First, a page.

- Collection care
- Information and records management
- Digital preservation
- What to keep
- Reform of public bodies
- Public inquiry guidance
- Information principles
The Digital Preservation department at The National Archives was set up in July 2001 and charged with developing a method of storing, preserving and providing access to electronic government records.
Following an intensive development period, the digital archive was launched in 2003. For the first time a digital repository, successfully storing and making available electronic records of government held here at The National Archives, was available to users. Our work on this digital repository (in partnership with private company Tessella) led to us winning the prestigious Queen's Award for Enterprise: Innovation, for developing a system for preserving digital information. This system, Safety Deposit Box, has since been adopted by archives and libraries around the world.
The digital archive's holdings include the records of high-profile public inquiries, parliamentary committees and royal commissions. Electronic records exist in an enormous variety of formats, including email and other office documents, applications, virtual-reality models and audio-visual material.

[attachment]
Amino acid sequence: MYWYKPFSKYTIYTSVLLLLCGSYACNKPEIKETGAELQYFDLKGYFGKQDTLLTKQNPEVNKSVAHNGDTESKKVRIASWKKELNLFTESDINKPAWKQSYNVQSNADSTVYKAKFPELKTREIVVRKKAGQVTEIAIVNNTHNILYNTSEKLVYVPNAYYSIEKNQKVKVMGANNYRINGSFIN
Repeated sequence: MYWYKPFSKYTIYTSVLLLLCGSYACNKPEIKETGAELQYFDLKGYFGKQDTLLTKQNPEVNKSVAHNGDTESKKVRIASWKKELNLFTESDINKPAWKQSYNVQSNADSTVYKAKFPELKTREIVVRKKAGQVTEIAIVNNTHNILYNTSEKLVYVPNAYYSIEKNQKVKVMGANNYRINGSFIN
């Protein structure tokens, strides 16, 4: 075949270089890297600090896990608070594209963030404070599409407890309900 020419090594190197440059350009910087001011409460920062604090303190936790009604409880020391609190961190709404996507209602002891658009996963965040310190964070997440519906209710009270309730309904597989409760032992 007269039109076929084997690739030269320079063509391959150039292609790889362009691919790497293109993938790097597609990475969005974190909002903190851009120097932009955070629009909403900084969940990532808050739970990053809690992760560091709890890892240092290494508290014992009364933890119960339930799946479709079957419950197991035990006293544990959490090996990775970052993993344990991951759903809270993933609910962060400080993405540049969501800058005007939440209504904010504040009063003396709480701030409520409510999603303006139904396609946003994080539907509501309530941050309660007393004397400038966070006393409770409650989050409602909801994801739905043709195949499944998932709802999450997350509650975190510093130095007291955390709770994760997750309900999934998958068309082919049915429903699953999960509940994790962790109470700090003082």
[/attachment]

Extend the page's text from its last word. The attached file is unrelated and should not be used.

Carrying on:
Our presentation system, Electronic Records Online, was launched in 2005 and makes digital records available on the internet, allowing access to our readers around the world.
The National Archives is in the process of building a new digital archive on the foundations of the current digital repository. The new Digital Records Infrastructure (DRI) will come into service in 2013 and take our long-term storage capacity from the terabyte to the petabyte scale, and beyond. The DRI incorporates many new technologies which will allow researchers and members of the public to locate and retrieve records quickly, including a new internal catalogue which uses Semantic Web technologies, as envisioned by Sir Tim Berners-Lee, the inventor of the World Wide Web. This catalogue is discussed in the paper below, presented at XML London on Sunday 16 June 2013.
First steps to creating a semantic digital archive (PDF, 0.39Mb)
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